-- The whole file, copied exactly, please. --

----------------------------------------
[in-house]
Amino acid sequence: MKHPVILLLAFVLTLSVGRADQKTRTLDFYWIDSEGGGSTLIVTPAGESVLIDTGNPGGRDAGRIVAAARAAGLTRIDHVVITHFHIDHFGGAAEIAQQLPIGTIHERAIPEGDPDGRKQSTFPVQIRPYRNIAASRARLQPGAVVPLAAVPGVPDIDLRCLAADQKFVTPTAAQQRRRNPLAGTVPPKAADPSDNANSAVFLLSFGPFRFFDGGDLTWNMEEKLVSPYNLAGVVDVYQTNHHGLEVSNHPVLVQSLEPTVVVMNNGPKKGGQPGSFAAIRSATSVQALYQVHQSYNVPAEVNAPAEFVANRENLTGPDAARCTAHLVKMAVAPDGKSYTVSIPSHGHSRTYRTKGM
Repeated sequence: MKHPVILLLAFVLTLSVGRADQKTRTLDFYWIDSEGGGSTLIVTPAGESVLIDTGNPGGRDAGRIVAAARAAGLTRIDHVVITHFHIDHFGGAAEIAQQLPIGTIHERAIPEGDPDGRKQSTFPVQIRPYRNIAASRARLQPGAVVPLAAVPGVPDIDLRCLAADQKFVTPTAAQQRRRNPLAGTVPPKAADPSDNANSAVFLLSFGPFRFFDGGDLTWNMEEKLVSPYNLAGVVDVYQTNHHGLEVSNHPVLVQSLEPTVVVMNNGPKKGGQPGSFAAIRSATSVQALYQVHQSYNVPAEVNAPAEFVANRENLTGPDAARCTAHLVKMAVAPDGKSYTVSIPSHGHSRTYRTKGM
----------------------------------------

[in-house]
Amino acid sequence: MKHPVILLLAFVLTLSVGRADQKTRTLDFYWIDSEGGGSTLIVTPAGESVLIDTGNPGGRDAGRIVAAARAAGLTRIDHVVITHFHIDHFGGAAEIAQQLPIGTIHERAIPEGDPDGRKQSTFPVQIRPYRNIAASRARLQPGAVVPLAAVPGVPDIDLRCLAADQKFVTPTAAQQRRRNPLAGTVPPKAADPSDNANSAVFLLSFGPFRFFDGGDLTWNMEEKLVSPYNLAGVVDVYQTNHHGLEVSNHPVLVQSLEPTVVVMNNGPKKGGQPGSFAAIRSATSVQALYQVHQSYNVPAEVNAPAEFVANRENLTGPDAARCTAHLVKMAVAPDGKSYTVSIPSHGHSRTYRTKGM
Repeated sequence: MKHPVILLLAFVLTLSVGRADQKTRTLDFYWIDSEGGGSTLIVTPAGESVLIDTGNPGGRDAGRIVAAARAAGLTRIDHVVITHFHIDHFGGAAEIAQQLPIGTIHERAIPEGDPDGRKQSTFPVQIRPYRNIAASRARLQPGAVVPLAAVPGVPDIDLRCLAADQKFVTPTAAQQRRRNPLAGTVPPKAADPSDNANSAVFLLSFGPFRFFDGGDLTWNMEEKLVSPYNLAGVVDVYQTNHHGLEVSNHPVLVQSLEPTVVVMNNGPKKGGQPGSFAAIRSATSVQALYQVHQSYNVPAEVNAPAEFVANRENLTGPDAARCTAHLVKMAVAPDGKSYTVSIPSHGHSRTYRTKGM